ABSTRACT: Recurrent perineal erythema is a rare toxin-mediated disease. We report the case of recurrent toxin-mediated perineal erythema in a child.
An 11-year-old boy was hospitalized for erythematous pustular eruption involving the perineum and the axillary area. This erythema started a few days after the onset of pharyngotonsillitis and the patient's personal history involved another episode of pharyngotonsillitis which was followed by an identical cutaneous eruption. Laboratory analysis confirmed the diagnosis of recurrent toxin-mediated perineal erythema. The skin disorder quickly improved and antistreptococcal antibiotic treatment was initiated to eradicate bacteria.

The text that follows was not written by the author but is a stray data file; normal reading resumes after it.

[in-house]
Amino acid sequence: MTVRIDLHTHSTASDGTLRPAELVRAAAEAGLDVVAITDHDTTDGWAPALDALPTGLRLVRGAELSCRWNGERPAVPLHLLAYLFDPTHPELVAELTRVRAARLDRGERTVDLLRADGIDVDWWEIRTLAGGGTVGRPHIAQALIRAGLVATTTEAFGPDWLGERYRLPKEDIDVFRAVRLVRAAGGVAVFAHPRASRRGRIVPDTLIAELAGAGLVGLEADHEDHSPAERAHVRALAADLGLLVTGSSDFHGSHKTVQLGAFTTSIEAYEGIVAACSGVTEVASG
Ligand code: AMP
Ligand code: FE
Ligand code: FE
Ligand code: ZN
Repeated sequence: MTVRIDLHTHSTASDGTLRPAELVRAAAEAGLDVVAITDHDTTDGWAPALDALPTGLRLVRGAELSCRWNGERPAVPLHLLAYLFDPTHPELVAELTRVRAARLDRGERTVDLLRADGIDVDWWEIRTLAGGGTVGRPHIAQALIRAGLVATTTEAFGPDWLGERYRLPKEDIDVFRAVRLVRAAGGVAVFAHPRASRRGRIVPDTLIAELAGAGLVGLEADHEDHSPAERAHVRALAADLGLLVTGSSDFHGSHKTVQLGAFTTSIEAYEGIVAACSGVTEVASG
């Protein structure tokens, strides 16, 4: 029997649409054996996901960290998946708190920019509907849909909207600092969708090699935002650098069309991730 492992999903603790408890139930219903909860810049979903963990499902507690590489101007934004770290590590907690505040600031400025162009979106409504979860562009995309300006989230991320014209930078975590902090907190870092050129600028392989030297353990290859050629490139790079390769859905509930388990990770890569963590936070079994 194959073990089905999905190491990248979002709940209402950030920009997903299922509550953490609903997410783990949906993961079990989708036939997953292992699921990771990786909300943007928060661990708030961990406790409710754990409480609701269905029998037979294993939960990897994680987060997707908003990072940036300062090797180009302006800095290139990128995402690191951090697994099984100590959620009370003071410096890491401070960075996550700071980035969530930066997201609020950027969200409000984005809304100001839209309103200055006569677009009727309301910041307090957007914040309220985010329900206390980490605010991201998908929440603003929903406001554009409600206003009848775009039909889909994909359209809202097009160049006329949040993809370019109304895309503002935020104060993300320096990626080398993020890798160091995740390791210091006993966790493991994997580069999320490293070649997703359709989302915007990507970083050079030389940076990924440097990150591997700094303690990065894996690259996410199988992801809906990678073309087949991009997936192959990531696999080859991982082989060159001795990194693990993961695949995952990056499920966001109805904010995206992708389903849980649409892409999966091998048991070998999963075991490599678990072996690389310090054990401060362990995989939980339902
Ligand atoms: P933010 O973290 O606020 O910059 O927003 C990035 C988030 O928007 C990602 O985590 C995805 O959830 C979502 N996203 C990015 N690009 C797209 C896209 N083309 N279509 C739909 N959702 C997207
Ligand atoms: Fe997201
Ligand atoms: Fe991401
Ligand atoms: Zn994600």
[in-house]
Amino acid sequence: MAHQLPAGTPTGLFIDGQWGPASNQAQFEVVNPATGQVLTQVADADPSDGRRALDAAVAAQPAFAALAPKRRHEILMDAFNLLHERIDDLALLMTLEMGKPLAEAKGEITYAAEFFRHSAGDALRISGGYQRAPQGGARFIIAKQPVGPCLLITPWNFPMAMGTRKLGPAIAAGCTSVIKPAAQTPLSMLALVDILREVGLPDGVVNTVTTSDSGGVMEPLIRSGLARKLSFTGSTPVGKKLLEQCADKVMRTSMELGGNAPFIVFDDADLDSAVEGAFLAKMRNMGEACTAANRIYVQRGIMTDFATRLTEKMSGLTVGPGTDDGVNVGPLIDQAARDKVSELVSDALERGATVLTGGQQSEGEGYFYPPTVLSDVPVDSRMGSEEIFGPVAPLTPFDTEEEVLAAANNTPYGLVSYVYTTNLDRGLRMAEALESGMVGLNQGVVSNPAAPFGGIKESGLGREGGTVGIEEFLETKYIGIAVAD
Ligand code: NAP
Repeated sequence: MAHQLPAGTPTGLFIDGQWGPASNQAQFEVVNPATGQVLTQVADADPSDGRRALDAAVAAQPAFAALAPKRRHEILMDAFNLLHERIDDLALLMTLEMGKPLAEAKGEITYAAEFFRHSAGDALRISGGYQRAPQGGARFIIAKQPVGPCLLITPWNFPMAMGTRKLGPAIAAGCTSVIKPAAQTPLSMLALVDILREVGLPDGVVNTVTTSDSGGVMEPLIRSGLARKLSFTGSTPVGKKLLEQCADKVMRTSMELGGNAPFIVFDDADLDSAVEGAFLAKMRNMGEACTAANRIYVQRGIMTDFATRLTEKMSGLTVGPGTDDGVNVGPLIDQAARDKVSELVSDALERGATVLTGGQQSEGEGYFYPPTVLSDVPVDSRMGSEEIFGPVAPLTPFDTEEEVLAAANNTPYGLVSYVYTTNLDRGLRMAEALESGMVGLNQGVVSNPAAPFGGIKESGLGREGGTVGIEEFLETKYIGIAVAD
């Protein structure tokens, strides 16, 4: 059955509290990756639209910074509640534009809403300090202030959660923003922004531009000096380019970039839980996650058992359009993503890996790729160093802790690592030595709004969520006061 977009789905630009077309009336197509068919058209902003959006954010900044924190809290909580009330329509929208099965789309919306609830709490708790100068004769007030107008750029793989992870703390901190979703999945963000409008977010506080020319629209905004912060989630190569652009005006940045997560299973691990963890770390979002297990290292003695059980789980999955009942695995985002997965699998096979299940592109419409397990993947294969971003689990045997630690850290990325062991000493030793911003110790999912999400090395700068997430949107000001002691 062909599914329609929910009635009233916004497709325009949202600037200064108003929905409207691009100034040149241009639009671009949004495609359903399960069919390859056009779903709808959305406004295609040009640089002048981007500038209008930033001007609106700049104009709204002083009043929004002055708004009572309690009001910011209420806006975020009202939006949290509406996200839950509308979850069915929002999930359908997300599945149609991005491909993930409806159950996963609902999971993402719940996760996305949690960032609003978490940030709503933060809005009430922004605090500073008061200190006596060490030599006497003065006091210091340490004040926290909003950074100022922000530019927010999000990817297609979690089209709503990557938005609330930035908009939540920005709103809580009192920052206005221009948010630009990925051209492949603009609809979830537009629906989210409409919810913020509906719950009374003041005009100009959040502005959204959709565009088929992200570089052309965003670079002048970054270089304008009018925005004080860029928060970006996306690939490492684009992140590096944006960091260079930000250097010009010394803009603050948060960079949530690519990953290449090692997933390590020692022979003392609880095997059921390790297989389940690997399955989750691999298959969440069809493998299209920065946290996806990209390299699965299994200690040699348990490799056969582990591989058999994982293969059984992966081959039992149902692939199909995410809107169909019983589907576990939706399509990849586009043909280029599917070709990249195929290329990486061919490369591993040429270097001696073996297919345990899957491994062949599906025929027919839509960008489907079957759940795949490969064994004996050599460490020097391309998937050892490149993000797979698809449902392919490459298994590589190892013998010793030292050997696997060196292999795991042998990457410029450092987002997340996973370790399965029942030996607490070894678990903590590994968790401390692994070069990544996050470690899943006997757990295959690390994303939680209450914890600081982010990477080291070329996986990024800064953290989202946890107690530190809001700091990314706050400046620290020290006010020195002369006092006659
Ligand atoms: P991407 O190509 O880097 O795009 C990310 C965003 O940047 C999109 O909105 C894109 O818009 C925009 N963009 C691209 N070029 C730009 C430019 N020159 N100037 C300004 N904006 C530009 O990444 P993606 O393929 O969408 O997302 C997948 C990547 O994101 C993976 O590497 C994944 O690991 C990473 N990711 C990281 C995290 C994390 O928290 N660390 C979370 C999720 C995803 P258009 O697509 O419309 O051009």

Recurrent toxin-mediated perineal erythema is a cutaneous disease mediated by superantigens which are toxins produced by staphylococci and streptococci. It is characterized by recurrent macular erythema involving the perineum. Streptococcus pyogenes is the most common cause of recurrent toxin-mediated perineal erythema, with Staphylococcus aureus being isolated most rarely. This observation emphasizes the possibility of atypical clinical presentation with pustular lesions, and dermatologists must be mindful of this aetiology in order to isolate bacterial toxins and to initiate appropriate antibiotics.
Annales de Dermatologie et de Vénéréologie 06/2012; 139(6-7):477-80. · 0.72 Impact Factor